Closing Arguments Heard in PETA v. Circus Lawsuit

  • Playlist
  • Download
  • Embed
    Embed <iframe src="" width="100%" height="290" frameborder="0" scrolling="no">
  • Transcript

Closing arguments are heard in PETA vs. Ringling Brothers Circus lawsuit. The animal-rights group says the owner of the circus infiltrated and spied on PETA and other animal-rights groups. Ringling Brothers officials admit they did just that, but they say PETA wasn't harmed by the spying.


You're listening to ALL THINGS CONSIDERED from NPR News. A case that involves allegations of spying and illegal wiretaps, a former Deputy Director of the CIA, and circus elephants is now in the hands of a Virginia jury. Closing arguments took place today in the civil case filed by PETA, the animal rights group, against Kenneth Feld, CEO of the Ringling Brothers Circus. PETA is seeking 1.8 million dollars in damages. The case has been winding through the courts for five years and NPR's Jack Speer's been following it, and joins us now in the studio. Jack, what is PETA alleging here, and what did the jurors hear today.

JACK SPEER, reporting:

Well, what PETA is alleging here, Robert, is that Ken Feld, he is the head of Ringling Brothers Circus, ran an elaborate campaign against these groups for more than a decade. PETA's lawyer, Phillip Hirschkop, used the documents in this case and there are about 16 hundred of them all toldm to show that Feld and his employees placed undercover operatives inside of PETA, and these other animal rights groups, to find out what the groups were planning. And there were also claims that these operatives stole documents from the groups. PETA says that Feld spent millions of dollars over the years on this kind of surveillance of the animal rights groups, and it was all part of an illegal conspiracy. Feld's lawyer, Thomas Cawley, however, in his closing argument reminded jurors this is a civil suit and it needs to show damages. And he says that PETA continued to grow during the entire period this supposedly took place, so his question to the jury was essentially where's the foul here? And Cawley also alleges PETA filed this suit solely for the publicity.

SIEGEL: How did this case come about?

SPEER: Well, what happened here was that one of Feld's employees, an individual named Charles Smith, had a major falling out with Feld. And this happened back in the '90s. Smith testified in this trial, as a matter of fact. He was the one who was responsible for, you know, as we say, overseeing some of these groups' activities. He was apparently somewhat overzealous. In 1987 he was arrested for spying on his own girlfriend and Feld fired him. And in retaliation for being fired, he went to these animal rights groups and basically spilled the beans here and told them all about this campaign against them.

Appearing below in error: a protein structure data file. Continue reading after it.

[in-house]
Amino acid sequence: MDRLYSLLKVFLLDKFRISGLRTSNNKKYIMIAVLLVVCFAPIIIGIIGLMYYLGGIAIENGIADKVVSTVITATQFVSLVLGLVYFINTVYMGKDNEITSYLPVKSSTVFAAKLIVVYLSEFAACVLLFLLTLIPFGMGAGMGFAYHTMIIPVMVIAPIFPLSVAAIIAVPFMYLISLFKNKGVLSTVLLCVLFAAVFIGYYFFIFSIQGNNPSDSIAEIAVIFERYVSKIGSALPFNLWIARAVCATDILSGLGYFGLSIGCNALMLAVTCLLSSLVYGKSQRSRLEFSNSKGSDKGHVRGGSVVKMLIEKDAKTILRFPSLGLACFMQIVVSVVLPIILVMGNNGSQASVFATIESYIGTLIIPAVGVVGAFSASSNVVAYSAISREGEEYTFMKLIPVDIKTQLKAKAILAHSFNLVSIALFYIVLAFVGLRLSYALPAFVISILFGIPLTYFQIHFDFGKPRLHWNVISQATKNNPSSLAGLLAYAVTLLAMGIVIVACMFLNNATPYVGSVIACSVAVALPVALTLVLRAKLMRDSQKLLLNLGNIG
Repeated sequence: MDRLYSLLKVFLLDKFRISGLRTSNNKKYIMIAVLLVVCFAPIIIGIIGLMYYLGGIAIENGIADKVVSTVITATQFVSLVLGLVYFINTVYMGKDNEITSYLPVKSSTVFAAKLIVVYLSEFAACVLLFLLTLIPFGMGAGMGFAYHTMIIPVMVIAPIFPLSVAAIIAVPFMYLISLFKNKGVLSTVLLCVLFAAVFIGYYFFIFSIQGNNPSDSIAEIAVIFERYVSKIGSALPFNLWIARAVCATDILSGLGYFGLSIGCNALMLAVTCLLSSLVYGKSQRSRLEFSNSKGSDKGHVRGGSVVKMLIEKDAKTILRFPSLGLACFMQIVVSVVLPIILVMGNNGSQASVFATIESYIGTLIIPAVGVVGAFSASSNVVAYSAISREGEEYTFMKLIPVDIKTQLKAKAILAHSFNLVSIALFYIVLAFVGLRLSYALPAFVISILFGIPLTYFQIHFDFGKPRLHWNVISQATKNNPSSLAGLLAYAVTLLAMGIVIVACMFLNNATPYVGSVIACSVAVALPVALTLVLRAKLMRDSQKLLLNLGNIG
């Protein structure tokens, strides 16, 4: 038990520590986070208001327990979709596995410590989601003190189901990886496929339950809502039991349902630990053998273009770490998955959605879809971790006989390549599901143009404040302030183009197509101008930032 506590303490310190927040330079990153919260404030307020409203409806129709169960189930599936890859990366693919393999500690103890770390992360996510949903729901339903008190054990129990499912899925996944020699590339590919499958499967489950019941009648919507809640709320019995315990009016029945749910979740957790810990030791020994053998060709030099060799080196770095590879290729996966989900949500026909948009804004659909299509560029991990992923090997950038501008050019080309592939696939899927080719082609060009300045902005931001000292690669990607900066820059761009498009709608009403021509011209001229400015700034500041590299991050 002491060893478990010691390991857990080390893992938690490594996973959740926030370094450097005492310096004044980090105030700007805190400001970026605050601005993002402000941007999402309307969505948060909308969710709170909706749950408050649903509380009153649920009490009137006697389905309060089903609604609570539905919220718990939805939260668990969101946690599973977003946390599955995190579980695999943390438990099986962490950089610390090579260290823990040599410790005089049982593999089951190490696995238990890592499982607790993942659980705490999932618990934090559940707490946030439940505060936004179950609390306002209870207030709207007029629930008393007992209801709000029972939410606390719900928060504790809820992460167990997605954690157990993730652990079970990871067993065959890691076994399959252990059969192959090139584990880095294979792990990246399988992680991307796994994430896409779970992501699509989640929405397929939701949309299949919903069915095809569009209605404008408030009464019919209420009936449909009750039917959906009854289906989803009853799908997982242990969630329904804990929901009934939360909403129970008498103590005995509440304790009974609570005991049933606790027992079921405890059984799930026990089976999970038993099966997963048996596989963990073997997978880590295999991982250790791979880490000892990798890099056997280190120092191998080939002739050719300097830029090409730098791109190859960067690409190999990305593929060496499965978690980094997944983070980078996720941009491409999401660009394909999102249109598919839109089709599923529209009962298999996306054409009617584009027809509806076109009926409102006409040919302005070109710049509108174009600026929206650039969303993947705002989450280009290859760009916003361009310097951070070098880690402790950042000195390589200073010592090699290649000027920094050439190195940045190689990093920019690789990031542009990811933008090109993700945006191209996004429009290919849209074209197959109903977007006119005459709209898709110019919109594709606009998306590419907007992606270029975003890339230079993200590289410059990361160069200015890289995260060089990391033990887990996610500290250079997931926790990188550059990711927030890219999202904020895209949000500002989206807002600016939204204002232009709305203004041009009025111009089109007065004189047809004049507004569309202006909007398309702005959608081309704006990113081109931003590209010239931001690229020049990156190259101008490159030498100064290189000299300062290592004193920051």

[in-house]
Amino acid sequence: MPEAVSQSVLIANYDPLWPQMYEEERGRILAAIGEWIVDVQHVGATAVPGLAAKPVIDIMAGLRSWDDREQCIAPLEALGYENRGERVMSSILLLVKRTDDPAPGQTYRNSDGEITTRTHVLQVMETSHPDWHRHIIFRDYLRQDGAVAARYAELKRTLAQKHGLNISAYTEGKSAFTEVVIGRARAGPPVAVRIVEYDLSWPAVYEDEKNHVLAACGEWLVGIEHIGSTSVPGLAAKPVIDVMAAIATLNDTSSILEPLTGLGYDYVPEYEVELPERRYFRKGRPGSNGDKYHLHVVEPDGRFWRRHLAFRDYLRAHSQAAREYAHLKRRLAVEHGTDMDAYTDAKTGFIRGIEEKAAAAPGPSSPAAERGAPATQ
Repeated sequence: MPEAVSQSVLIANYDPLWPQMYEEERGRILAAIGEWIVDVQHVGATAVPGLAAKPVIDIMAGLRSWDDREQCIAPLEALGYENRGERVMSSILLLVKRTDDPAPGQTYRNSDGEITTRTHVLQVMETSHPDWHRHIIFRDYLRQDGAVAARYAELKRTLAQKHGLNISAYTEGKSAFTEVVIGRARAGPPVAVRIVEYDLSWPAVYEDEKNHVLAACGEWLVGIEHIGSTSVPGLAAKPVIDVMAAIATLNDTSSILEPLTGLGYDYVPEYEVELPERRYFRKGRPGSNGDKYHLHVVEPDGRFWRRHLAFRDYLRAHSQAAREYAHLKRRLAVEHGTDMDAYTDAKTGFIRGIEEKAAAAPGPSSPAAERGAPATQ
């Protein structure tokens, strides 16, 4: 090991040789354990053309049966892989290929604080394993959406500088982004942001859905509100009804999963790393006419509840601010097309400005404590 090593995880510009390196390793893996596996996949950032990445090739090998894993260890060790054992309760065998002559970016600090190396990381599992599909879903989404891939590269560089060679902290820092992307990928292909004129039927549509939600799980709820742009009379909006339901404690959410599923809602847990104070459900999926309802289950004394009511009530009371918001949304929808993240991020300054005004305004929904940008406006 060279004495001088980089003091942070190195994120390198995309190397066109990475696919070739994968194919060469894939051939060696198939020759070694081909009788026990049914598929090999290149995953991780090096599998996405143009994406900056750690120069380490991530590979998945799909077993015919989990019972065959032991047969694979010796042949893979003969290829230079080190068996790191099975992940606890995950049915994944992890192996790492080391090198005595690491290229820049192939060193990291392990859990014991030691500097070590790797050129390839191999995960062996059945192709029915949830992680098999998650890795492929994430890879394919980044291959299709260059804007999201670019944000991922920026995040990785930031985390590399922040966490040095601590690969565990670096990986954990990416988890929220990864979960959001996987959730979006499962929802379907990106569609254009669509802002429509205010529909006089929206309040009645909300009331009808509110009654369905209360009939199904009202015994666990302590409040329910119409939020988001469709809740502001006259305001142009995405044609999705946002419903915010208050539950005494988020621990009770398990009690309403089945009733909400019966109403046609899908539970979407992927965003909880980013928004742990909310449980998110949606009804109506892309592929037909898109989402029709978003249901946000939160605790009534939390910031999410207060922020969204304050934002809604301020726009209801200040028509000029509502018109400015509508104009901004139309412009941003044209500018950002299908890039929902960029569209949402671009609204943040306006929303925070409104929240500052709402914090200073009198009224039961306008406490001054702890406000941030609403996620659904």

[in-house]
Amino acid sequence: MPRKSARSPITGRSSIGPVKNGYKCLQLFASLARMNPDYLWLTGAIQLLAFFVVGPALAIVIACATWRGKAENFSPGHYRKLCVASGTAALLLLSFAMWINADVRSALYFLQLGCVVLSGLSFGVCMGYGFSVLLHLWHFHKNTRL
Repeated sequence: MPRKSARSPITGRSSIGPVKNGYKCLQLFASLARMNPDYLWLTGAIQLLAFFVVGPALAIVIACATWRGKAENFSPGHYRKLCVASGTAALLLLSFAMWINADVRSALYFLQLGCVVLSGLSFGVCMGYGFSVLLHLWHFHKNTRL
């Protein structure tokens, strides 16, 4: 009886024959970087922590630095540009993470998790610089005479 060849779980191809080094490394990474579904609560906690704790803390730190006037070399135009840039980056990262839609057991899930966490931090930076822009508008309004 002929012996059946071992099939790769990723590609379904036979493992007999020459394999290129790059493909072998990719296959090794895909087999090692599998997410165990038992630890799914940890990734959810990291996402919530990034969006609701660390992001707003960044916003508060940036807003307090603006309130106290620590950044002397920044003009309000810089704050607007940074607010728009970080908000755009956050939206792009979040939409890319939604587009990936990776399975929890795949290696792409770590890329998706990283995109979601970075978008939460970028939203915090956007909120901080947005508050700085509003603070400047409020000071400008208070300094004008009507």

SIEGEL: And he is just one of a number of colorful figures in this case, including a former CIA official. Explain that one.

SPEER: Yeah, we've got quite a cast of characters here. That CIA official would be Clair George. He is a former deputy director of the Central Intelligence Agency. And it has come out in a number of documents he was hired by Feld to act as a consultant to provide security services to the circus. It's PETA's contention, however, that George was hired to oversee this spy network. Feld's lawyer argued today that the vast majority of the work George did for Feld, however, had nothing to do with spying.

SIEGEL: Well for all the spying that was conducted, what did Feld and the circus actually gain?

SPEER: Well, that's a very good question, Robert, because, you know, it's not clear how much they really got. They got a window into what these animal rights groups and some of the heads of these organizations were thinking, and they got a bit of an early warning when the groups were planning protests against the circus. This apparently allowed Ringling to organize counter demonstrations. But that's really about it. Millions of dollars spent on surveillance and some offsetting demonstrations, as I mentioned earlier, PETA needs to prove not only there was an act of conspiracy, but that the group was harmed. It's going to be up now to this jury to decide that. No matter what the jury decides here, though, you can bet they'll be some further appeals in this case. These two groups really dislike one another.

SIEGEL: Thank you Jack.

SPEER: Your welcome.

SIEGEL: NPR's Jack Speer who is covering PETA's lawsuit against the Ringling Brothers Circus.

Copyright © 2006 NPR. All rights reserved. Visit our website terms of use and permissions pages at for further information.

NPR transcripts are created on a rush deadline by a contractor for NPR, and accuracy and availability may vary. This text may not be in its final form and may be updated or revised in the future. Please be aware that the authoritative record of NPR’s programming is the audio.



Please keep your community civil. All comments must follow the Community rules and terms of use, and will be moderated prior to posting. NPR reserves the right to use the comments we receive, in whole or in part, and to use the commenter's name and location, in any medium. See also the Terms of Use, Privacy Policy and Community FAQ.